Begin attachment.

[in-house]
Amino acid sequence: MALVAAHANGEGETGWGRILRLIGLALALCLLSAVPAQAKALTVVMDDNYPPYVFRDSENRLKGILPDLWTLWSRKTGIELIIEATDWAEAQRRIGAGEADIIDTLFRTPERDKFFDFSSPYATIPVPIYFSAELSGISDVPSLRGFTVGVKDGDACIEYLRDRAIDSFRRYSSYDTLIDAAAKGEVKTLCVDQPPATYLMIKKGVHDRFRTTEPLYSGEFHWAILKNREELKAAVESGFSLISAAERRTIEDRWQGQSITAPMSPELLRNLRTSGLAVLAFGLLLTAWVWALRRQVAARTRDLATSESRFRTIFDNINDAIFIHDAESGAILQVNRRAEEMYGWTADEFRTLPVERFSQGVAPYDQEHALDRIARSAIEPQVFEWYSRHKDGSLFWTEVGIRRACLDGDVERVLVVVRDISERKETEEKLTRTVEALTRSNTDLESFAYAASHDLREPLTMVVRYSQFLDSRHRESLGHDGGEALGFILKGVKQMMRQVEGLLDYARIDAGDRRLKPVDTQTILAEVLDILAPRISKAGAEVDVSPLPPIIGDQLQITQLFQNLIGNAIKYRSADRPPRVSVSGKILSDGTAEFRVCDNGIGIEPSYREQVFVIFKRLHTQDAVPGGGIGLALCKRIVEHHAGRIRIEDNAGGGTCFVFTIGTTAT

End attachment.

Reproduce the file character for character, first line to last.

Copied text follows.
[in-house]
Amino acid sequence: MALVAAHANGEGETGWGRILRLIGLALALCLLSAVPAQAKALTVVMDDNYPPYVFRDSENRLKGILPDLWTLWSRKTGIELIIEATDWAEAQRRIGAGEADIIDTLFRTPERDKFFDFSSPYATIPVPIYFSAELSGISDVPSLRGFTVGVKDGDACIEYLRDRAIDSFRRYSSYDTLIDAAAKGEVKTLCVDQPPATYLMIKKGVHDRFRTTEPLYSGEFHWAILKNREELKAAVESGFSLISAAERRTIEDRWQGQSITAPMSPELLRNLRTSGLAVLAFGLLLTAWVWALRRQVAARTRDLATSESRFRTIFDNINDAIFIHDAESGAILQVNRRAEEMYGWTADEFRTLPVERFSQGVAPYDQEHALDRIARSAIEPQVFEWYSRHKDGSLFWTEVGIRRACLDGDVERVLVVVRDISERKETEEKLTRTVEALTRSNTDLESFAYAASHDLREPLTMVVRYSQFLDSRHRESLGHDGGEALGFILKGVKQMMRQVEGLLDYARIDAGDRRLKPVDTQTILAEVLDILAPRISKAGAEVDVSPLPPIIGDQLQITQLFQNLIGNAIKYRSADRPPRVSVSGKILSDGTAEFRVCDNGIGIEPSYREQVFVIFKRLHTQDAVPGGGIGLALCKRIVEHHAGRIRIEDNAGGGTCFVFTIGTTAT